Australia Post will officially outsource its end-user computing functions to Fujitsu after signing a large-scale deal that will see the provider support the IT needs of the organisation's 36,000-strong workforce.
The contract comes as no surprise after the Australia Post board last month approved management's proposal to offload the work to Fujitsu.
The proposal was first floated in September last year, with Fujitsu named as preferred supplier at the time.
Under the newly-signed contract, Fujitsu will provide all end-user computing services and support to Australia Post's retail outlets, corporate offices, mail and parcel facilities and contact centres. A hardware refresh is not within scope, a spokesperson said.
AusPost declined to provide the length or value of the "long-term" contract.
The organisation stressed that none of the services will be provided from offshore facilities.
The arrangement means 65 Australia Post end-user computing employees and 18 contractors will now need to accept a voluntary redundancy or try to secure other jobs inside AusPost or Fujitsu. The provider did not disclose how many positions will be up for grabs.
Employees can also apply for 15 newly-created AusPost positions that will govern and manage the Fujitsu contract, predominantly based out of Melbourne.
"The partnership will enable us to deliver services to our business to better enable collaboration and productivity through access to new technology and the ability to scale as required," an Australia Post spokesperson said.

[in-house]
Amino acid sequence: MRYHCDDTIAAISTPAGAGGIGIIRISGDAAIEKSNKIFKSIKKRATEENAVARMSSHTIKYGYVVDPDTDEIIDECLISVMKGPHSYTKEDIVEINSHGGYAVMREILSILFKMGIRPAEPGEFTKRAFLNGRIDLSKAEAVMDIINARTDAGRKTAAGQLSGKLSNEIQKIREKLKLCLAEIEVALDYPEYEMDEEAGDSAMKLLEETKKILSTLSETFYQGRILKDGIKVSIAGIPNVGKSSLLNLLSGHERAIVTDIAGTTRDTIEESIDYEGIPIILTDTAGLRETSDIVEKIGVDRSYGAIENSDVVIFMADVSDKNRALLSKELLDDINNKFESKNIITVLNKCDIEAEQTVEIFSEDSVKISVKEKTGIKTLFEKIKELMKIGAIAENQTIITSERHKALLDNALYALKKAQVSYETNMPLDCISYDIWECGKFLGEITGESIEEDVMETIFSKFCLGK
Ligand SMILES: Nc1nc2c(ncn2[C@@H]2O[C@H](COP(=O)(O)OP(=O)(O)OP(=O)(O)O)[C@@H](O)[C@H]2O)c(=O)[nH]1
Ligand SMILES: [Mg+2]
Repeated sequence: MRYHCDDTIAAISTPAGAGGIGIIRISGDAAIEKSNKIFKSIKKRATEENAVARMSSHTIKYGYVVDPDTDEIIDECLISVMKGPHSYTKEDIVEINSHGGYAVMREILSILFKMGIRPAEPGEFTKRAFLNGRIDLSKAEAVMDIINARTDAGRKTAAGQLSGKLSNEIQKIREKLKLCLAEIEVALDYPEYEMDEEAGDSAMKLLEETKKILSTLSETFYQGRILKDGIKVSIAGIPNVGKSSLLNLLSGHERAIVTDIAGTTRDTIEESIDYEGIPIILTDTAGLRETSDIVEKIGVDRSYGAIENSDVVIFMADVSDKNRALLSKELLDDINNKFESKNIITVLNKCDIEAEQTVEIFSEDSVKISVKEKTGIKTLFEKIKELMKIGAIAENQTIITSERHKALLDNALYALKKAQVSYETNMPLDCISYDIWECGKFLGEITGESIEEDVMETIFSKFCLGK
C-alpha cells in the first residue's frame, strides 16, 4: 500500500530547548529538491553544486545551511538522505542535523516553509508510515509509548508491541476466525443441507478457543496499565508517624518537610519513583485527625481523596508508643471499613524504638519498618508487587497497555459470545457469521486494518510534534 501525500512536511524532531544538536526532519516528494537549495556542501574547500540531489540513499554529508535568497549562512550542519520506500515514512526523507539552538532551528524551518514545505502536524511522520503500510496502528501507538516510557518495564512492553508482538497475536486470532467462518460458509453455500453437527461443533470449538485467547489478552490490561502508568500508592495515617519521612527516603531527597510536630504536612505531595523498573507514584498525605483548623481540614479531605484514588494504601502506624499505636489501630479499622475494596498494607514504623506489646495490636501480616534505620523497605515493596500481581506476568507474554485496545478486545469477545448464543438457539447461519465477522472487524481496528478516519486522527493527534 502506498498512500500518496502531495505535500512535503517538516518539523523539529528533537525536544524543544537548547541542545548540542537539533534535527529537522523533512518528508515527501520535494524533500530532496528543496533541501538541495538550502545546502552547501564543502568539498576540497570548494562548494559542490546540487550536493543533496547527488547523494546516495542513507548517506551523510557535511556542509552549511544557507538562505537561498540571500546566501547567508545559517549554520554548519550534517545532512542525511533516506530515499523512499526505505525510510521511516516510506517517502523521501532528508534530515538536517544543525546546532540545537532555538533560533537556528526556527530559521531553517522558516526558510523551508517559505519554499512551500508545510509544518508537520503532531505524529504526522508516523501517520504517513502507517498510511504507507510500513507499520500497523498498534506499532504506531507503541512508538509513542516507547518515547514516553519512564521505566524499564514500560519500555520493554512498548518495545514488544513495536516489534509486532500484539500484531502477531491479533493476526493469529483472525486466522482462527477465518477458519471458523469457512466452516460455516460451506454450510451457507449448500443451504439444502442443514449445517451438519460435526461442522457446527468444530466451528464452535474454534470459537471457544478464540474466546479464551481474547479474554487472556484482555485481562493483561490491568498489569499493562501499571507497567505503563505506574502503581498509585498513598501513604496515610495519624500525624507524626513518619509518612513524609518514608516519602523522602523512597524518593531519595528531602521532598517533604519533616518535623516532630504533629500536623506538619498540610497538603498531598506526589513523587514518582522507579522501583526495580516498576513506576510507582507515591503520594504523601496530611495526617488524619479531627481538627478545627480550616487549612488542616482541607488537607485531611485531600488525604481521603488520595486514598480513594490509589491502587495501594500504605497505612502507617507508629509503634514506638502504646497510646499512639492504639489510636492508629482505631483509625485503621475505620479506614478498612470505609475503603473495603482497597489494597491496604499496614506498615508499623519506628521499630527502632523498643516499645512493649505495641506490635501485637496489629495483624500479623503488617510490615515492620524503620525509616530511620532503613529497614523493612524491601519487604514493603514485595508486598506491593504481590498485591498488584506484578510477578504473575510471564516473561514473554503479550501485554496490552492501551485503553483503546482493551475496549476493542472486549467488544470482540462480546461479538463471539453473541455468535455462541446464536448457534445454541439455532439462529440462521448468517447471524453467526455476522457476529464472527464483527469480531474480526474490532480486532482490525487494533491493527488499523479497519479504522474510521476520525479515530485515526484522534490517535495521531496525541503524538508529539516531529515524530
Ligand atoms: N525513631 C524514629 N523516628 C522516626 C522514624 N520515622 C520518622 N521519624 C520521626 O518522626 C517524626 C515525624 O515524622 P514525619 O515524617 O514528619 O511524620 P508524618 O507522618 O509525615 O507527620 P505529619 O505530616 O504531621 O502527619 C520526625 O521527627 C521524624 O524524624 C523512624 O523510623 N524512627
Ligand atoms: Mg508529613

"Like many organisations, we are operating in a challenging business environment. Over the past few years, we have been transforming to better respond to customer needs, and more efficiently deliver products and services."
The transition across to Fujitsu will commence in October this year.
Australia Post expects the Fujitsu contract will allow it to access confirmed pricing for specific service options, access to new technologies, faster speed to market for new products, and the ability to add and remove resources quickly as needed.
The organisation expects to save between $5 million and $8 million through the outsourcing, according to the Communications Workers Union.
The move is the latest in a long line of transformation efforts aimed at turning around the unprofitable government-owned enterprise, which has forecast a full-year loss of $500 million in its upcoming results, thanks to its underperforming mail business.
Technology has formed a key plank of the turnaround effort, with investment poured into programs like digital mailboxes and a developer centre for e-commerce sites.
AusPost recently announced plans to spend as much as $190 million on 1900 voluntary redundancies over the next three years.